Friday, July 23, 2010

Turner letter: 'Blatant disregard' of orders

The N.C. Department of Corrections approved of Warren Turner's "secondary employment" as a city councilman, with this caveat:

He could not be called off his duties as a probation officer during work hours for city duties.

In his termination letter released today, the state cited numerous examples of Turner's "blatant disregard" of that order.

The state based part of its investigation on phone records in which Turner apparently conducted hours of city business while on the clock.

"During your scheduled work hours for April 2010, you made or received 308 phone calls on your secondary employment cell phone from the City of Charlotte. These calls totaled 2040 minutes, or 34 hours, and included calls to known City of Charlotte officials or employees."

The nine-page letter also details a "falsification" by Turner in the case of a probationer, and "serious deficiencies" in his work performance.

Click here to read the letter.

- Doug Miller

Thursday, July 22, 2010

N.C. ABC boards meet – in S.C.

The association for North Carolina ABC boards just wrapped up its summer conference, which it chose to hold in South Carolina, our colleague Ben Niolet writes today in the N&O's Under the Dome blog.

He writes:
The N.C. Association of ABC Boards conference was held at the Marriott Grande Dunes Hotel in Myrtle Beach. There were sessions on ethics and the legislative outlook for the state's alcohol laws.

There was also a session on handling the news media, although its hard to say whether that session included any advice about sending state dollars out of state for a long weekend conference. The conference wrapped upon the same day Gov. Bev Perdue signed into law a bill meant to curb abuses and conflicts of interest by local boards.

Now there's nothing illegal about having a conference out of state, but it doesn't sound great either. The association has received the message on its out of state events. The contract for the most recent conference was signed two years ago and would have been expensive to break.

"We've taken a lot of criticism on that," said Joe Wall, executive director of the N.C. Association of ABC Boards. "We're not going to be beat up on that anymore because we're not going to do that anymore."

This isn't the first time the conference has gotten less than positive attention. In 2007, news reports noted a conference, then held in Asheville, featured lots of drinks and subsidized golf outings provided by liquor companies.

Wall said the conference was held at Myrtle Beach because there just aren't any hotels in the state that could accommodate the whole group at a time. A previous conference at Wrightsville had the group split between a couple hotels.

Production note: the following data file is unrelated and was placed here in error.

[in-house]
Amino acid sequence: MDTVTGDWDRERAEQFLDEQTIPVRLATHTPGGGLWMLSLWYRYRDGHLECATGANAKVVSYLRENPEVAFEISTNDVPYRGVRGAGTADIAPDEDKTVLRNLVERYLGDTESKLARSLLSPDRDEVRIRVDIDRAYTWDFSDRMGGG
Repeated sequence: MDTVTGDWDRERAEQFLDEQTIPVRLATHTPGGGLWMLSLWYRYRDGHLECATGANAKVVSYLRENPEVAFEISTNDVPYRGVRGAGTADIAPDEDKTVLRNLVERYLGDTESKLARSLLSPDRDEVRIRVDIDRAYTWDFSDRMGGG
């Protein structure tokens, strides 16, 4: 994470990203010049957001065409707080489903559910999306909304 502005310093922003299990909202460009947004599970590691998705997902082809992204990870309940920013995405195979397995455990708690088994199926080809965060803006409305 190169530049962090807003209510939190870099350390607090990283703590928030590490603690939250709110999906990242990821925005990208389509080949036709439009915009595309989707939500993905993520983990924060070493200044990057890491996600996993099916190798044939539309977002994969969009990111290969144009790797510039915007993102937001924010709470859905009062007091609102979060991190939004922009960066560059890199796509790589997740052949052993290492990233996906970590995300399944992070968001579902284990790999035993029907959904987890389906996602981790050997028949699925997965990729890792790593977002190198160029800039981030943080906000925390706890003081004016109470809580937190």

"I think the question somebody should be asking the governor and our travel — the people that are promoting travel in North Carolina — is why we don't have a first-rate modern hotel on the coast somewhere in North Carolina that can handle groups of 300 or 400," Wall said.

Wednesday, July 21, 2010

Watch the full Shirley Sherrod speech

The Obama administration is scrambling to explain why it fired a woman whom conservatives accused of racism without waiting to find out whether the accusation was true.

The administration says it will reconsider the firing now that the facts show the accusation against Shirley Sherrod was a smear, such as comments from a white farmer who says the black official helped him and comments from her that were left out of a selectively edited video.

Here is the full video of Sherrod's speech, shot by the local NAACP unit that hosted her in March. What do you think?

The al-Qaida magazine said to be edited by Charlotte blogger

A former Central Piedmont Community College student who started a blog that promoted his jihadist views is thought to be the top editor of Inspire, an online magazine designed as a recruiting tool for al-Qaida, the Observer's Jim Morrill reports today.

Intelligence sources told national news organizations that they believe Samir Khan, thought to be about 24, edits Inspire. Attempts to reach Khan on Tuesday were unsuccessful.

The website for Public Intelligence -- which describes itself as "an international consortium of independent researchers who wish to aggregate and defend public information while maintaining its accessibility around the globe" -- posted what it says is an issue of Inspire. The authenticity of the document, the site warns, "should be deeply scrutinized."